Security misconfigurations happen when essential security settings in enterprise software are not implemented properly or updated regularly. Research shows that 47% of active attacks began with an exploited vulnerability. Misconfigurations can create dangerous security gaps that leave applications, systems and data open to a breach. Software misconfigurations are a common point of entry. They can happen anywhere in the application stack, including web or application servers, databases, network services, storage, and virtual machines.
Human error is a common factor in data breaches. Examples include accidental actions such as losing a corporate laptop, downloading a malware-infected attachment, failing to use a strong password, or neglecting to update software.
How is Data Breach Prevention Different from Data Loss Prevention?
The difference between these two cybersecurity terms is subtle, but important. Both strive to stop the exposure of sensitive information. However, data loss prevention is focused on stopping data from leaving the organization entirely. It’s intended to prevent sensitive data from leaving the security perimeter of a company and flowing outside of it. Historically, data loss prevention is built around a more static, defined enterprise network. Its focus is protecting data in motion and providing a layer of protection at the network edge.
In contrast, data breach prevention is a more holistic approach that provides a layer of data security both internally and externally, both in motion and at rest. Data breach prevention strategies are built on the reality that traditional network perimeter protection is no longer enough, especially with the rise of remote work, cloud computing, and the proliferation of connected devices. Websites and business applications must maintain a certain level of resilience and good cyber hygiene to combat the sophisticated attacks they face today.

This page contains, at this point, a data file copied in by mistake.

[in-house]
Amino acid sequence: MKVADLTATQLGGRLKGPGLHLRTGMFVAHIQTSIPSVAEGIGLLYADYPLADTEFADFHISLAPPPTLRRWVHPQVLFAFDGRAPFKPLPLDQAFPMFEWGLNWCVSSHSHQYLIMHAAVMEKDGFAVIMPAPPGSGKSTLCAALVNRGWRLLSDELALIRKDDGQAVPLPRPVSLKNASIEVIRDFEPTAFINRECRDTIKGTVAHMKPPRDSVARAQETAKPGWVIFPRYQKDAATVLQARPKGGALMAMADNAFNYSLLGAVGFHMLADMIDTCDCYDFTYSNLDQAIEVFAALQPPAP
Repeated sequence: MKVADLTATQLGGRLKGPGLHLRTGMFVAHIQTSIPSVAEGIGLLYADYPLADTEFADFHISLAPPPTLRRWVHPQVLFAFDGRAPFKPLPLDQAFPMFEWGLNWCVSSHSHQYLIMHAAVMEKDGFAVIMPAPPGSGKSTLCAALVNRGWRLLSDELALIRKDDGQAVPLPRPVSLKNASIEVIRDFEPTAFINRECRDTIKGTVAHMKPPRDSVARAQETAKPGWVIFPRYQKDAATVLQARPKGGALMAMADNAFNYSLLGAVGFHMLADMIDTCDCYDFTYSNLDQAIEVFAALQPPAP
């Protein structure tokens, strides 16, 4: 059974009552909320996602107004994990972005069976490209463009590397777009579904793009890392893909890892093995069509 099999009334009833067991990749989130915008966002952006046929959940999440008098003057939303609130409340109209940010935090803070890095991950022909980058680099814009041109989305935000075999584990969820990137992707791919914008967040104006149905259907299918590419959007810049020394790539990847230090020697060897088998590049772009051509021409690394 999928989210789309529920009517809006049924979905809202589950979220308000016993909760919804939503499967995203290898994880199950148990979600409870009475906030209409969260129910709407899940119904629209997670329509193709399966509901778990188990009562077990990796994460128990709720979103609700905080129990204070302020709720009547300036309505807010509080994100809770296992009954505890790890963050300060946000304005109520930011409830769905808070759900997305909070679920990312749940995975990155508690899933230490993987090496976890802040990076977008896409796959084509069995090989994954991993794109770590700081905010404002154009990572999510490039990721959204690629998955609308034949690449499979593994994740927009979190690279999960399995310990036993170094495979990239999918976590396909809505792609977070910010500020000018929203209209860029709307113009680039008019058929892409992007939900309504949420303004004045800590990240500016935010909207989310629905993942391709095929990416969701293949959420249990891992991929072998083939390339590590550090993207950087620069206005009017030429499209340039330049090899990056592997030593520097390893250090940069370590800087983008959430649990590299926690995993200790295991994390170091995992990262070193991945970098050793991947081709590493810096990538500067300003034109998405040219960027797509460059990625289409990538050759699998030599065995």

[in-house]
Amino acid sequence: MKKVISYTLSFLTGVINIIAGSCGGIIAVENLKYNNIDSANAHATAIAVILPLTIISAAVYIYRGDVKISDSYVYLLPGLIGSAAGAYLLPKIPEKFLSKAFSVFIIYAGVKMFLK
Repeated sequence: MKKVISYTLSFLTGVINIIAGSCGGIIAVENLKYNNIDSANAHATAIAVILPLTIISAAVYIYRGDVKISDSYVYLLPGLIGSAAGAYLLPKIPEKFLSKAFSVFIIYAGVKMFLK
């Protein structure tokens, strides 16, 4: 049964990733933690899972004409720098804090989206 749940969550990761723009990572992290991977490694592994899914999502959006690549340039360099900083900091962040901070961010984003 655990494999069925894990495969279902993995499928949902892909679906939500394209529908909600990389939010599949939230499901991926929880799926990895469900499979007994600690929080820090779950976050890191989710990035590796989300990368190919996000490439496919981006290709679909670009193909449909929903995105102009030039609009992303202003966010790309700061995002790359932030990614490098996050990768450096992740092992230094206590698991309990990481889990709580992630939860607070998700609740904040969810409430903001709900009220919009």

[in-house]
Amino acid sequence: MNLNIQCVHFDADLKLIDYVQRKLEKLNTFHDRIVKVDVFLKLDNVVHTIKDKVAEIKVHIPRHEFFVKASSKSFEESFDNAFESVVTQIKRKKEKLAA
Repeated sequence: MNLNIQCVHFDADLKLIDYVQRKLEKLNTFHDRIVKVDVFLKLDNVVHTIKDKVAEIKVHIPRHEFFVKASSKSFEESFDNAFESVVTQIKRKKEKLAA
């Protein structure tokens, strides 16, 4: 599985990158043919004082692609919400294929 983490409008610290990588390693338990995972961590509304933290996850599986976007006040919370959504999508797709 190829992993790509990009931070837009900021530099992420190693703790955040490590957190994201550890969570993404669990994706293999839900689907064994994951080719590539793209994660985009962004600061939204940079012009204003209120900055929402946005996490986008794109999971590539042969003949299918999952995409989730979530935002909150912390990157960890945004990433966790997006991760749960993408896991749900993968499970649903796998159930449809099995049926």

How Does Data Breach Prevention Work?
It’s wise to take a holistic, layered approach to data breach prevention that addresses all common points of security weakness. And that must include data that is stored and shared via the cloud, on remote devices, and various other endpoints. In today’s complex environment, a potential breach could happen at any time, at any point in your organization’s infrastructure.
A successful data breach prevention strategy provides protection at each layer of the IT infrastructure:
- Endpoint - This applies to all connected devices, both inside and outside the corporate firewall. Endpoint security is the “front line” of the data breach attack surface.
- Network - It’s important to protect the enterprise network from known and unknown threats that are brought into the perimeter though the internet. At the same time, you still need to accelerate and prioritize SaaS, SD-WAN, and cloud application traffic.
- Email - Like it or not, email is the way work gets done. That’s what makes phishing attacks resulting in business email compromise (BEC) so devastating for companies. Data breach prevention for email means your employees can trust their inbox. Email security should protect your people and critical information from malware, phishing, and social engineering attempts.
- Cloud - Today’s organization operates in a multi cloud environment. That includes AWS, Google, Azure, Kubernetes, and more. This offers greater flexibility but creates a significantly larger attack surface. Data breach prevention must support multi-cloud security coverage across environments, workloads, and identities.
The focus of data breach prevention should be on securing these four layers without hindering productivity.
How Important is Data Breach Response?